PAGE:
Higher education

University of Iowa lands $45 million Carver grant for neuroscience

Gift marks the biggest in an eight-year fundraising campaign

The Old Capitol building is shown in Iowa City on Monday, March 30, 2015. (Adam Wesley/The Gazette)
The Old Capitol building is shown in Iowa City on Monday, March 30, 2015. (Adam Wesley/The Gazette)

IOWA CITY — The University of Iowa has unveiled a $45 million grant from the Roy J. Carver Charitable Trust for the creation of a comprehensive and cross-disciplinary neuroscience center — marking the largest single gift in a historic UI fundraising campaign that is about to come to a close.

A new Iowa Neuroscience Institute, supported with the Carver gift and to be housed within the UI Roy J. and Lucille A. Carver College of Medicine, will facilitate research aimed at identifying causes, preventions, treatments, and cures for diseases that affect the brain and nervous system.

The $45 million gift is the largest in the UI Foundation’s current fundraising campaign, launched in 2008 with a goal of bringing in $1.7 billion by the end of this year. The campaign surpassed its goal in March, and the total currently stands at $1.85 billion — without the $45 million Carver grant, which must be approved by the Board of Regents.

The Carver Charitable Trust and Roy and Lucille Carver have become the largest UI donors, with collective giving topping $195 million, according to a university news release. Jean Robillard, vice president for medical affairs with UI Health Care and dean of the UI Carver College of Medicine, told The Gazette the trust made its first commitment to the medical college in 2001 and wanted to give again.

“We proposed different programs and they decided to go with neuroscience believing this is the last frontier in terms of science,” Robillard said. “This is the one that probably is in need of major advancement.”

The Board of Regents in December will consider a UI request to make the “Iowa Neuroscience Institute” name official. Robillard said the family didn’t want the institute to bear the Carver label.

“The Carver trust wanted to name it the Iowa Neuroscience Institute,” Robillard said. “They want the institute to belong to the people of Iowa.”

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According to board documents, initial costs associated with the institute are estimated at more than $27.4 million in the first five years. The Carver trust’s $45 million grant to UI will provide “major program endowment and support,” according to board documents.

Specifically, the gift will support creation and maintenance of core neuroscience labs; “research programs of excellence” to faculty showing outstanding research leadership; and five faculty chairs, four professorships, and 10 junior-level investigators.

Troy Ross, executive administrator of the Carver trust, said the goal of the investment is to help the institute coalesce around a newly named director — Ted Abel. Currently serving as the Brush Family Professor of Biology in the Penn School of Arts and Sciences and co-director of the Biological Basis of Behavior Program at the University of Pennsylvania, Abel will join the UI faculty in January.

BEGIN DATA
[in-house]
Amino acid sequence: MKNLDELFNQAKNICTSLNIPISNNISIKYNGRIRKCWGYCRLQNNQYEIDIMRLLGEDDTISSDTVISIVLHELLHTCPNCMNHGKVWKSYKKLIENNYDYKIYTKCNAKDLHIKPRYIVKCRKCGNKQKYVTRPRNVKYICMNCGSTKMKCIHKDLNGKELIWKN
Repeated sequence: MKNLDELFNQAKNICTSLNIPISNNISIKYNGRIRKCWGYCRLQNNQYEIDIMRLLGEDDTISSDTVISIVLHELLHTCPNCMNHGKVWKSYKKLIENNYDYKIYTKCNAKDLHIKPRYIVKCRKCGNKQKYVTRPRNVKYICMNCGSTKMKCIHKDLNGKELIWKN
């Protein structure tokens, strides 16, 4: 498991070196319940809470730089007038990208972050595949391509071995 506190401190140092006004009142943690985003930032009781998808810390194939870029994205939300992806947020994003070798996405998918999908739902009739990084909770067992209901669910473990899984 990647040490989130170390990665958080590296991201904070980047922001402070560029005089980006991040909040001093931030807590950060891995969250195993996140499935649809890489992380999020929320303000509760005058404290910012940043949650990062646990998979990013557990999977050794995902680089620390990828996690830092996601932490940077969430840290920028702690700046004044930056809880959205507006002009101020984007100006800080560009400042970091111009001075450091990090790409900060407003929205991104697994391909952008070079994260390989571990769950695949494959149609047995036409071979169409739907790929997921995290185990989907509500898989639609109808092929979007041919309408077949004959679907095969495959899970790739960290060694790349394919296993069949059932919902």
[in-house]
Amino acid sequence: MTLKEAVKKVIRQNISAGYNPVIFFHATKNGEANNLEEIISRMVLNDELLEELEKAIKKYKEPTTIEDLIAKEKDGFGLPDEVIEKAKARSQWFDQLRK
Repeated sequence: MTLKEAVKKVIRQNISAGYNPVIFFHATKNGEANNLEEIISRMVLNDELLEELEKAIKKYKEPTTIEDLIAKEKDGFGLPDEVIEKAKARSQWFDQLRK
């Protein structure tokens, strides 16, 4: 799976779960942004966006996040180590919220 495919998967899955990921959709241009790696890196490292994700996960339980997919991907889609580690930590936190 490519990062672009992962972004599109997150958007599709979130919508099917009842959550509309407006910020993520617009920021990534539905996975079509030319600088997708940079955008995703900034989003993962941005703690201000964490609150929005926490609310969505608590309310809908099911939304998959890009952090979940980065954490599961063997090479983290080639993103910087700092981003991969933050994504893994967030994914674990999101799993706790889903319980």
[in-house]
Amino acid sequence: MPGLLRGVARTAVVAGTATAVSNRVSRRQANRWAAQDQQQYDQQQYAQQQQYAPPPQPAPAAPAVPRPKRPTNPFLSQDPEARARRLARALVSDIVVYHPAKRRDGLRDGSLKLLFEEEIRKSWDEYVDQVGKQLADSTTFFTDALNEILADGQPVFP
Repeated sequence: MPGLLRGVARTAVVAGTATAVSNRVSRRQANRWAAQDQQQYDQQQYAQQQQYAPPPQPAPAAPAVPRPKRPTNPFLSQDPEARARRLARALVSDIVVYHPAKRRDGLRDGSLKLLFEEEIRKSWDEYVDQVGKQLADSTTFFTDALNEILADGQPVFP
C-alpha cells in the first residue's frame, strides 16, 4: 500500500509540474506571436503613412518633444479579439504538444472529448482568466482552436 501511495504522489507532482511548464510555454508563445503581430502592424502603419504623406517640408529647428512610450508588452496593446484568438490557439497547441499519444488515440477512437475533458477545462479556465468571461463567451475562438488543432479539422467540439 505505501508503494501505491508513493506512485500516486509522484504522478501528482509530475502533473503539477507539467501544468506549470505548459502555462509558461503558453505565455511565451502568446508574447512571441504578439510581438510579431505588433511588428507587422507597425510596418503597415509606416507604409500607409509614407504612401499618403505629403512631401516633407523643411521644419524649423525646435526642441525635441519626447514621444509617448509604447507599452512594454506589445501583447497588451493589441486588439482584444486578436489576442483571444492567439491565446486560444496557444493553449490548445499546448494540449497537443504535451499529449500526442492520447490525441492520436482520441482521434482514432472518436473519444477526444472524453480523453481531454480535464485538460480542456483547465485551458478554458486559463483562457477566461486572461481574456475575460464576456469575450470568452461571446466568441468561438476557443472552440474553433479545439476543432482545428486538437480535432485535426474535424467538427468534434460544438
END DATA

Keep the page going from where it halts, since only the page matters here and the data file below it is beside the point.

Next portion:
Abel will make a $305,000 salary at UI, according to UI Health Care. That hire, along with the Carver gift, are expected to enable further faculty recruitment, according to Robillard.

“There is no question about this,” he said. “People usually are attracted by the fact that they have collaborators — that you have a culture of sharing and collaboration, that you have great people around.”

Those are things students and young faculty look for in an institutional home.

“The second thing is resources to back this up,” Robillard said. “I think you have really a winning combination.”

The Board of Regents formally approved creation of the new institute in May, and Robillard said that move and the Carver gift will further elevate the university’s brain science endeavors, which already are among the foremost in the world.

The institute’s nucleus will be housed in the UI Pappajohn Biomedical Discovery Building but will bring together top scholars from across campus — including biologists, computer scientists, neuropsychologists, engineers, fundamental chemists, biochemists, and geneticists. It will enable researchers to tackle the toughest problems in the neurosciences — including diseases like epilepsy and Alzheimer’s disease.

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The Carver trust was founded after Roy J. Carver died in 1981. The university in 2002 named its College of Medicine after Carver and his wife following their commitment of more than $90 million toward medical research.

“As the largest donor to the UI, and the largest donor to our ‘For Iowa. Forever More.’ campaign, the Carver Charitable Trust has a profound impact on our university, ensuring that we remain on the forefront of medicine and discovery,” said UI Foundation President Lynette Marshall.

In a statement, UI President Bruce Harreld praised the trust’s “unsurpassed and unwavering support” for the UI over nearly 30 years.

“The Carver name is forever linked with significant scientific discoveries and advanced treatments to cure diseases and transform lives,” Harreld said in the statement. “This new grant furthers that legacy, benefiting Iowans and the world.”

l Comments: (319) 339-3158; vanessa.miller@thegazette.com

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